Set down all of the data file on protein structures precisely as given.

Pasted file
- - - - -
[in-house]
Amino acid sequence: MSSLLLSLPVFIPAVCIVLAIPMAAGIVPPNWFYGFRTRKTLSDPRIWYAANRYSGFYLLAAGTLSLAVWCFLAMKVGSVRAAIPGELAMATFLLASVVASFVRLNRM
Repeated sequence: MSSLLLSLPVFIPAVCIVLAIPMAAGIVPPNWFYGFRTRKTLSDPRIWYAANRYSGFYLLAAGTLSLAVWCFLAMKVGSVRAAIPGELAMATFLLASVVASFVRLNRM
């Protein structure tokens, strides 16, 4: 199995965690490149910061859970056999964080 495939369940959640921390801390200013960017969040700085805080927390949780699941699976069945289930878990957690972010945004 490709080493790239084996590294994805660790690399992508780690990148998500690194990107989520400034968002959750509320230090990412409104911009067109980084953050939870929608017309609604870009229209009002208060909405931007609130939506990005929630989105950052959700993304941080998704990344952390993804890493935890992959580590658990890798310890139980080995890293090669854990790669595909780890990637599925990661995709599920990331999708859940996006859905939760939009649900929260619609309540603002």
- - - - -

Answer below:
[in-house]
Amino acid sequence: MSSLLLSLPVFIPAVCIVLAIPMAAGIVPPNWFYGFRTRKTLSDPRIWYAANRYSGFYLLAAGTLSLAVWCFLAMKVGSVRAAIPGELAMATFLLASVVASFVRLNRM
Repeated sequence: MSSLLLSLPVFIPAVCIVLAIPMAAGIVPPNWFYGFRTRKTLSDPRIWYAANRYSGFYLLAAGTLSLAVWCFLAMKVGSVRAAIPGELAMATFLLASVVASFVRLNRM
């Protein structure tokens, strides 16, 4: 199995965690490149910061859970056999964080 495939369940959640921390801390200013960017969040700085805080927390949780699941699976069945289930878990957690972010945004 490709080493790239084996590294994805660790690399992508780690990148998500690194990107989520400034968002959750509320230090990412409104911009067109980084953050939870929608017309609604870009229209009002208060909405931007609130939506990005929630989105950052959700993304941080998704990344952390993804890493935890992959580590658990890798310890139980080995890293090669854990790669595909780890990637599925990661995709599920990331999708859940996006859905939760939009649900929260619609309540603002």